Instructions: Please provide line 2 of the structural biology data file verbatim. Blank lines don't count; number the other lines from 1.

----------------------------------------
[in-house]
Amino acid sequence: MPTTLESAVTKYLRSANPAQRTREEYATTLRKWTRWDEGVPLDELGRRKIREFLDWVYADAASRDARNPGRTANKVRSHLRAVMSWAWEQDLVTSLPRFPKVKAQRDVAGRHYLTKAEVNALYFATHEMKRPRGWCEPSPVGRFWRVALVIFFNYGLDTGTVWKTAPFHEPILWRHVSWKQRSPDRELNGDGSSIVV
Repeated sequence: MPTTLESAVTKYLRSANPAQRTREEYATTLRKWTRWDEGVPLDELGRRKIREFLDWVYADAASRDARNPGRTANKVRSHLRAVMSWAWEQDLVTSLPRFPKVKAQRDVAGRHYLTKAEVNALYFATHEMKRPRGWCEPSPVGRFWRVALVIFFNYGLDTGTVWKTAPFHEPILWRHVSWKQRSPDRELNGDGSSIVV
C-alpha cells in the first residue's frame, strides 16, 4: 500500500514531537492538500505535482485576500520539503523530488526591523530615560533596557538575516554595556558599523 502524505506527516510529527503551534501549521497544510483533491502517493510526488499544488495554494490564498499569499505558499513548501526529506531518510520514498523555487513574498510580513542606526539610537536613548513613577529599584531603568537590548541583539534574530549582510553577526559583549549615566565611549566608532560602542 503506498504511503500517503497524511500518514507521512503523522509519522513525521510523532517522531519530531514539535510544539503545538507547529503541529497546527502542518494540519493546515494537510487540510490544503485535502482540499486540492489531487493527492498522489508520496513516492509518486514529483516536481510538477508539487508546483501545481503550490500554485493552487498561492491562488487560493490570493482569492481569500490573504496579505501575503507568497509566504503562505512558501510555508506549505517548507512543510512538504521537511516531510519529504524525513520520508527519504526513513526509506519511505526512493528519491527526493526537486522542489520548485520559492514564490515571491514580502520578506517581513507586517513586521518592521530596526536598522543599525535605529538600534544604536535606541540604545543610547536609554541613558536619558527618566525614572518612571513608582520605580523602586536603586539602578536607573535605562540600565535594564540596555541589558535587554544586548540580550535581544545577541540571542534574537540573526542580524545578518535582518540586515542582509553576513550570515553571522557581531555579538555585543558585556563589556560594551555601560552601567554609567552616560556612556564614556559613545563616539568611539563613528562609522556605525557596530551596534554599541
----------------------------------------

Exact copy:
Amino acid sequence: MPTTLESAVTKYLRSANPAQRTREEYATTLRKWTRWDEGVPLDELGRRKIREFLDWVYADAASRDARNPGRTANKVRSHLRAVMSWAWEQDLVTSLPRFPKVKAQRDVAGRHYLTKAEVNALYFATHEMKRPRGWCEPSPVGRFWRVALVIFFNYGLDTGTVWKTAPFHEPILWRHVSWKQRSPDRELNGDGSSIVV